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Can time() be used to replace cron?

P: n/a
I need code to run once a day (no cron service available) - when the first
visitor of the day hits my site would be fine.

What I have in mind is a Boolean function that identifies day boundaries
with time() - if I can identify individual day boundaries with time(), then
I should be able to identify the first visit of the day - whether it be
12:01am or 1159pm. I assume I'd need to store some value that indicates
whether or not the $first_today function has run - I suppose I could write
this to a file. So, it would look something like this:

if ($first_today)
{
do stuff;
}

Has anyone done this before? Other suggestions? (yes, I know, get another
host...)

Thanks in advance.
Jul 17 '05 #1
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4 Replies


P: n/a
deko wrote:
I need code to run once a day (no cron service available) - when the first
visitor of the day hits my site would be fine.

What I have in mind is a Boolean function that identifies day boundaries
with time() - if I can identify individual day boundaries with time(),
then I should be able to identify the first visit of the day - whether it
be
12:01am or 1159pm. I assume I'd need to store some value that indicates
whether or not the $first_today function has run - I suppose I could write
this to a file. So, it would look something like this:

if ($first_today)
{
do stuff;
}


Too tricky with time(). It would be easier to use date() eg date('H:i:s')
will return the date in HH:MM:SS format, but you're still going to need to
store info in a file or the database to see if the script has been done
already today. Depending what your script is actually doing, if it's time
intensive then they're going to have to wait while the processing is done
so that's not such a good solution, and you need to ensure they can't stop
it from processing (refer to http://www.php.net/ignore_user_abort for more
info about this).

As a different solution, I have been considering setting up a "remote cron"
type of site where you can log in and get a script to run on your site at a
particular time of day. I was thinking of making it free for a single daily
request and having some minimal charging structure in place for more
complex requests.

If you're interested in something like this, feel free to send me an email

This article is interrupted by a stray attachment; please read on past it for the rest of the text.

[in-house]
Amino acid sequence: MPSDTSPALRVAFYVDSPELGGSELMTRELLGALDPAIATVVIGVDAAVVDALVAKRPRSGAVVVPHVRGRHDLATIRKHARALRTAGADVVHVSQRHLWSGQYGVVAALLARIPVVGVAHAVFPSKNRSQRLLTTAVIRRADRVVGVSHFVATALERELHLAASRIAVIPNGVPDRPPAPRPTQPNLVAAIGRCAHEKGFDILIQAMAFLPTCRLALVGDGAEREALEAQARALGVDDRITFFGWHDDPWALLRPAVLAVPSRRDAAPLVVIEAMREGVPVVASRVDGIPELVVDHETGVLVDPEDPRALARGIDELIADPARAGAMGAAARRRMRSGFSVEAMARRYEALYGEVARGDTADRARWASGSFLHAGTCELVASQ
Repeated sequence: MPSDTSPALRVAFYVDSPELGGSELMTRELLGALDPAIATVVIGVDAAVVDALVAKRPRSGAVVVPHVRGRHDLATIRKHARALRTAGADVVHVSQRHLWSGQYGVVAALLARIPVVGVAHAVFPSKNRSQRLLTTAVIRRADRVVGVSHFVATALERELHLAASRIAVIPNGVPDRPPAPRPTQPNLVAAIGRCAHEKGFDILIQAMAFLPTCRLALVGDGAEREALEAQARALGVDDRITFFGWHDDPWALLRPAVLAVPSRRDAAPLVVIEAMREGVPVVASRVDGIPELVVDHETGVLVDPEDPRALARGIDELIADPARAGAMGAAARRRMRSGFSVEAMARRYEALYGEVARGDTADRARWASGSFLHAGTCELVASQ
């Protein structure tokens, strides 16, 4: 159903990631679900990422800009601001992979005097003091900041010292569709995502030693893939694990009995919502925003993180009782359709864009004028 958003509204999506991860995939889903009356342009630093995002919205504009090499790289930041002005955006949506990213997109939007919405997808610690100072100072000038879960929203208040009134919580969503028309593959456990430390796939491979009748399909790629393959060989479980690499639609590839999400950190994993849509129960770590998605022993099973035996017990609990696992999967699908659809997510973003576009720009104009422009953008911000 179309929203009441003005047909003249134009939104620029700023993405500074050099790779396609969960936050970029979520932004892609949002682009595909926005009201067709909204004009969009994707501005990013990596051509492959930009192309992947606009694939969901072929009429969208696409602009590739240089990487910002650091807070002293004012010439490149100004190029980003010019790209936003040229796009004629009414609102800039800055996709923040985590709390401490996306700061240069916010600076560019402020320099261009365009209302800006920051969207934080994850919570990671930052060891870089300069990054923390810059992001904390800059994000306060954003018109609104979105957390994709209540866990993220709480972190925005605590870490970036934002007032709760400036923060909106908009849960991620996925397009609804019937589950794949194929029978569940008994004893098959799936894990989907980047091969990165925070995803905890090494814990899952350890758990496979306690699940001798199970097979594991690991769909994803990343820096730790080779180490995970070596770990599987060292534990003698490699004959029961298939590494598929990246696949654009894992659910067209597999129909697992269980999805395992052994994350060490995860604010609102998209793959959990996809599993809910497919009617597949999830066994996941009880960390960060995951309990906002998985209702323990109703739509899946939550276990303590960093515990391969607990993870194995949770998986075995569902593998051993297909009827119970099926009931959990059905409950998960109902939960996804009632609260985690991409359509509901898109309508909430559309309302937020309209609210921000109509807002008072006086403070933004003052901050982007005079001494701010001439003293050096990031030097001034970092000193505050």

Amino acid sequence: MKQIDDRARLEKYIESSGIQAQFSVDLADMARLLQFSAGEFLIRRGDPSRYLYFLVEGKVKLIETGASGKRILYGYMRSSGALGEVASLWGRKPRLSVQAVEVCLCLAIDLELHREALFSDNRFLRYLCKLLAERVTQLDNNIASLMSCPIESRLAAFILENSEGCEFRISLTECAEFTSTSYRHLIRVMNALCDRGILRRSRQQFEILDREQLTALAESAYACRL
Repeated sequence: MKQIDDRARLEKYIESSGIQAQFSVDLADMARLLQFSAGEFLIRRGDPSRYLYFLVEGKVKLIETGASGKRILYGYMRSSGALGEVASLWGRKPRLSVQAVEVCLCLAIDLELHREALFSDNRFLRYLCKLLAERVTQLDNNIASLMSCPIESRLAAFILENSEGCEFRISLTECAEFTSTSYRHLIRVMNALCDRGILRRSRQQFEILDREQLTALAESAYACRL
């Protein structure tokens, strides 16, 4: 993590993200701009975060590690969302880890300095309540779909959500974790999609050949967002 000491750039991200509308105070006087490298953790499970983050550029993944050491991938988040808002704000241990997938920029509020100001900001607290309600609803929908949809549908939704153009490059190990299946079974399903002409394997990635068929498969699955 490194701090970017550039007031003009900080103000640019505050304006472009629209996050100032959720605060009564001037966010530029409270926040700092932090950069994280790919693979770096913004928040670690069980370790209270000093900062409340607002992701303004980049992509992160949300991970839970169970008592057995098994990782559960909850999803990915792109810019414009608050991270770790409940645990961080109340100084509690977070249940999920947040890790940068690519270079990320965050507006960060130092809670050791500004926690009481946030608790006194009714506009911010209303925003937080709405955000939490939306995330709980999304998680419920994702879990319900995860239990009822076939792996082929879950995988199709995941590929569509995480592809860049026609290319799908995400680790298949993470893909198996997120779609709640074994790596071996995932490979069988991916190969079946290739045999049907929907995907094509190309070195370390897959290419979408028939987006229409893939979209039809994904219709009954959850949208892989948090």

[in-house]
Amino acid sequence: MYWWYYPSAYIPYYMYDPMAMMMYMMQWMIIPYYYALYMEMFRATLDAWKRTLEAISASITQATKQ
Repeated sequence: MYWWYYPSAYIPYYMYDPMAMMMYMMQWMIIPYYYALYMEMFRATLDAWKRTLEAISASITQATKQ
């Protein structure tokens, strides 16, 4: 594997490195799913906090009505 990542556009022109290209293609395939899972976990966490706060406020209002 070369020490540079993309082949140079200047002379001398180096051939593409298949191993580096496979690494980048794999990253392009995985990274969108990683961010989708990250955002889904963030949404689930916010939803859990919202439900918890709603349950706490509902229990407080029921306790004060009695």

on my web form at http://www.electrictoolbox.com/article/contact-us/

--
Chris Hope - The Electric Toolbox - http://www.electrictoolbox.com/
Jul 17 '05 #2

P: n/a
deko wrote:
I need code to run once a day (no cron service available) - when the first
visitor of the day hits my site would be fine.

What I have in mind is a Boolean function that identifies day boundaries
with time() - if I can identify individual day boundaries with time(),
then I should be able to identify the first visit of the day - whether it
be
12:01am or 1159pm. I assume I'd need to store some value that indicates
whether or not the $first_today function has run - I suppose I could write
this to a file. So, it would look something like this:


If it were me, I'd write the date (dd+mm+yy) the job was done somewhere,
then each time the script runs, check if the date on file is different from
the current. Don't forget about time zones tho!

HTH

C.
Jul 17 '05 #3

P: n/a

"deko" <ww*******************************@nospam.com> wrote in message
news:Zr******************@newssvr21.news.prodigy.c om...
I need code to run once a day (no cron service available) - when the first
visitor of the day hits my site would be fine.

What I have in mind is a Boolean function that identifies day boundaries
with time() - if I can identify individual day boundaries with time(), then I should be able to identify the first visit of the day - whether it be
12:01am or 1159pm. I assume I'd need to store some value that indicates
whether or not the $first_today function has run - I suppose I could write
this to a file. So, it would look something like this:

if ($first_today)
{
do stuff;
}

Has anyone done this before? Other suggestions? (yes, I know, get another host...)

Thanks in advance.


to get the day identified you can do:
$day = date("Ymd",time());

this should put 20041005 into $day, which then can be tested against the
datestamp of the file you touch. If you are already creating files then no
need to touch, test the date on that file instead.

So now, when the script is run by a visitor, it sets the $day value, checks
its test file for the date it was last modified, and if the day id is
different, run all the daily tasks you want to run.

Hope it helps.

Jul 17 '05 #4

P: n/a
> to get the day identified you can do:
$day = date("Ymd",time());

this should put 20041005 into $day, which then can be tested against the
datestamp of the file you touch. If you are already creating files then no need to touch, test the date on that file instead.

So now, when the script is run by a visitor, it sets the $day value, checks its test file for the date it was last modified, and if the day id is
different, run all the daily tasks you want to run.

Hope it helps.


I came up with this, which seems to be working:

define('TIME24h', time() - 86400);
$marker_array = file($marker_file);
$marker_array_r = array_reverse($marker_array);
if ($marker_array_r[0] < TIME24h)
{
$rolltime = $marker_array_r[0] + 86400;
while ($rolltime < TIME24h) //if no visits in last 24hrs
{
$rolltime = $rolltime + 86400;
}
$fp = fopen($marker_file,"a");
fwrite($fp, $rolltime);
fclose($fp);
//code that needs to run once a day goes here
}

The next visit to the site after a 24-hour interval will trigger the code.
The marker_file will also serve as a log showing each day the scheduled code
was run. Of course this assumes you seed the marker_file with a unix
timestamp of your choice, and that you only need your code to run once each
day, not at a particular time each day.
Jul 17 '05 #5

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